In 1978, a 19 year-old Kate Bush made history by becoming the first female to get a #1 in theUK with a self-written song titled ‘Wuthering Heights’. Forty years later, she’s self-produced with her own record label ‘Fish People’ and ten albums to her name. On the 16th and 30th November, she will be releasing her entire remastered discography on CD and Vinyl. But what is it about Kate Bush that has continued to make her a treasured figure in music?

Not only did she begin to make her mark at such a young age, she did it on her own terms. Her approach to music is a lot more experimental in comparison to her contemporaries such as Blondie or Madonna. Labelled as ‘the Queen of art pop[1]’, an eclectic range of sounds can be found within her discography such as classical, renaissance, glam rock and reggae to name a few. Several of her albums contain a heavy use of a CMI synthesizer that allows her to manipulate sounds in her music such as broken glass or gun cocks. Since it first appeared in her 1980 album ‘Never for ever’, it became a prominent tool in the production of her future albums. With Bush describing it as an ‘atmospheric tool[2]’, it allows her to further delve into creativity and the avant-garde. However, this is a complete contrast to the piano led ‘Lionheart’ or the rock influences found in ‘The Red Shoes.’ With all of her musical projects, she seamlessly blends various sounds and genres to create an alluring accompaniment to her lyrics.

Bush is very much a storyteller when it comes to writing her lyrics. Her main influences come from multiple aspects of culture whether that be historical, cinematic or found in literature. However, her work that truly stands out is the powerful narratives that she creates herself. For example, ‘Breathing’ is from the viewpoint of a foetus during nuclear war and in ‘And dream of sheep’ she introduces a woman lost at sea. With each of her songs, she creates a character and embodies them entirely to tell the listener their story. Through her emphasis of the powerful yet gentle tones of her voice, she effectively dramatizes her characters. Whether that be a mother, a bank robber or a soldier, her stories continue to be compelling and leave the listener captivated.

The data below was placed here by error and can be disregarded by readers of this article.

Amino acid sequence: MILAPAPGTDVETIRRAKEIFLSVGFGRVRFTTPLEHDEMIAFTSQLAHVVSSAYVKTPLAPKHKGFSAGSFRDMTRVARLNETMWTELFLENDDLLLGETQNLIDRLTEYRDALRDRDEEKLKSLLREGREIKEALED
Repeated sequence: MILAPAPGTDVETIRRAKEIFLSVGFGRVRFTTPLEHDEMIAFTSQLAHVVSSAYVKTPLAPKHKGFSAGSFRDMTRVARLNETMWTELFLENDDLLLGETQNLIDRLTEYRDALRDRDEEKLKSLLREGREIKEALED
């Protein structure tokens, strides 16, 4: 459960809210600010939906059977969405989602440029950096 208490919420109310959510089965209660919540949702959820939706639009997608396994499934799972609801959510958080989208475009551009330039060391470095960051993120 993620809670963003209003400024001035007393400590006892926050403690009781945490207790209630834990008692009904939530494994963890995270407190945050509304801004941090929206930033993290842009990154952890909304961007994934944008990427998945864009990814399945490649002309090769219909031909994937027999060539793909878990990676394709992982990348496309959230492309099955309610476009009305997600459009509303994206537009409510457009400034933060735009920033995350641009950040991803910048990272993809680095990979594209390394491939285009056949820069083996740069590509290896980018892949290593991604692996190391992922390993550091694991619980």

Her artistry does not only lie within her music. To accompany her music, she creates magnificent and visually stunning music videos that continue to carry on her stories. In 1993, she released her own musical film ‘The line, the cross and the curve’ for her album ‘The Red Shoes.’ The film was nominated fora Grammy Award and is still played in art house cinemas to this day. Bush is also trained in mime and has taken dance lessons by esteemed choreographer,Lindsay Kemp. With these skills she is able to communicate to her audience through motion and her facial expressions as well as her lyrics, showing herself to be a dynamic artist. In ‘Running up that hill’, the relationship between the man and woman is revealed through how they respond to each other’s actions and the closeness they maintain and repel. With her movement, she gains control leaving everyone else to watch and admire  her.

Unfortunately, it’s incredibly rare for Kate Bush to make a public appearance these days. Her 22-date residency at Hammersmith Apollo in 2014 was her first live performance in 35 years. Her choice to remove herself directly from the spotlight allows her to focus entirely on her creative process. Through this isolation, she inadvertently presents herself as a mystical enigmatic figure, and eagerly we watch and wait for what she comes up with next.


Text by Temi Ade-Coker

Picture research by Anna Irina, featured image from Pinterest.


[1] https://www.theguardian.com/music/2014/aug/21/kate-bush-queen-of-art-pop-defied-critics-london-concerts

[2] http://www.thefader.com/2016/11/23/kate-bush-interview-before-the-dawn